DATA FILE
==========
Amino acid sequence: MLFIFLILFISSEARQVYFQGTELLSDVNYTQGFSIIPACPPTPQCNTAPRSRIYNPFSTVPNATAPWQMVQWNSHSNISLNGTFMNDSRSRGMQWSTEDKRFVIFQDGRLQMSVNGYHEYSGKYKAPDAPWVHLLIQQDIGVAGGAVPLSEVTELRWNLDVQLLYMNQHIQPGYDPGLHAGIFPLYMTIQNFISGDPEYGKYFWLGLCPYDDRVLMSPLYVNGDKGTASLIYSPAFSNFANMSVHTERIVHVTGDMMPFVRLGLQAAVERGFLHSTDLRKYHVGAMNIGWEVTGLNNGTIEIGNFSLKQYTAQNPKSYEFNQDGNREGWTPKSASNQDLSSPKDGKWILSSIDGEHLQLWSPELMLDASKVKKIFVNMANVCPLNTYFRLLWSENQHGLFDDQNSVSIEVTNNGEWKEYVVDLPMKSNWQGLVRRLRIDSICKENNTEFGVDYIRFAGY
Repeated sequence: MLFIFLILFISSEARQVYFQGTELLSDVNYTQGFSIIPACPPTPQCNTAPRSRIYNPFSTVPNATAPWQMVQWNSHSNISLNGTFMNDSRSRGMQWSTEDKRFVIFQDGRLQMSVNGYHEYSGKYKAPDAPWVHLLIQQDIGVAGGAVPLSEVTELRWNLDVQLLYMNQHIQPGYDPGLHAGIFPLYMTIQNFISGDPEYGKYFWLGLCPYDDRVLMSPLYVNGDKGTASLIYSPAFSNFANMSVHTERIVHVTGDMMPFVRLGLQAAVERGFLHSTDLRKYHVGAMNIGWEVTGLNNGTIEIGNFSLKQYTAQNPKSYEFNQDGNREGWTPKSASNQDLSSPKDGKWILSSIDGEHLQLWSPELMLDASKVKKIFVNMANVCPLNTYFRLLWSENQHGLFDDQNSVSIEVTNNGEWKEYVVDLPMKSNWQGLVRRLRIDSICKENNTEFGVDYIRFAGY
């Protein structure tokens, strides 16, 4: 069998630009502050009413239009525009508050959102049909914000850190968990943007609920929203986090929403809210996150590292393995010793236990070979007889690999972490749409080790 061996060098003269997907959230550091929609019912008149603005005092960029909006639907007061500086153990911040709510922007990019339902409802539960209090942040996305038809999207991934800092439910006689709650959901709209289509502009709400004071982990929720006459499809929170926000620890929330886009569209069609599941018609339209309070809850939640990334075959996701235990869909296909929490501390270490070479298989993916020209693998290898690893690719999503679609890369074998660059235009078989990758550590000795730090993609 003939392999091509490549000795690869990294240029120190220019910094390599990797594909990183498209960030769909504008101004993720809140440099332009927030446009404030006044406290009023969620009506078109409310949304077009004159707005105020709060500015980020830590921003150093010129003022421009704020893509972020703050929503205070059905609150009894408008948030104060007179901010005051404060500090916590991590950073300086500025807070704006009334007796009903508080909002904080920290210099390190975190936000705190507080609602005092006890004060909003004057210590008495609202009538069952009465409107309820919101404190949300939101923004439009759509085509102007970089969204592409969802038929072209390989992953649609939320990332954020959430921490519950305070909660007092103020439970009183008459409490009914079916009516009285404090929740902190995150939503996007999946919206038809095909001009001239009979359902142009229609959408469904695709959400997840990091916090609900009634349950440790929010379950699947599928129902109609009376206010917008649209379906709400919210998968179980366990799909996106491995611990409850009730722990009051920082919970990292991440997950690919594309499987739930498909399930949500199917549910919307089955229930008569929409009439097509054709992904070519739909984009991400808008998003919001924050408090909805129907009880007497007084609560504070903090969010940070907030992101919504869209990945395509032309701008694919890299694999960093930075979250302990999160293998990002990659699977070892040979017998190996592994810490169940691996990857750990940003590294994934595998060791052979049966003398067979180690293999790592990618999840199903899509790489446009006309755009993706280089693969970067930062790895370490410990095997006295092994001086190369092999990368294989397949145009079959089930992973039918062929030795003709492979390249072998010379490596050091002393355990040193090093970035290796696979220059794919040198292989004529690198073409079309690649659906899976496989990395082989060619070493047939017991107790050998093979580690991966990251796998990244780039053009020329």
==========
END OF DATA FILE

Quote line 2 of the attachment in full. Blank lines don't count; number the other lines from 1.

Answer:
Repeated sequence: MLFIFLILFISSEARQVYFQGTELLSDVNYTQGFSIIPACPPTPQCNTAPRSRIYNPFSTVPNATAPWQMVQWNSHSNISLNGTFMNDSRSRGMQWSTEDKRFVIFQDGRLQMSVNGYHEYSGKYKAPDAPWVHLLIQQDIGVAGGAVPLSEVTELRWNLDVQLLYMNQHIQPGYDPGLHAGIFPLYMTIQNFISGDPEYGKYFWLGLCPYDDRVLMSPLYVNGDKGTASLIYSPAFSNFANMSVHTERIVHVTGDMMPFVRLGLQAAVERGFLHSTDLRKYHVGAMNIGWEVTGLNNGTIEIGNFSLKQYTAQNPKSYEFNQDGNREGWTPKSASNQDLSSPKDGKWILSSIDGEHLQLWSPELMLDASKVKKIFVNMANVCPLNTYFRLLWSENQHGLFDDQNSVSIEVTNNGEWKEYVVDLPMKSNWQGLVRRLRIDSICKENNTEFGVDYIRFAGY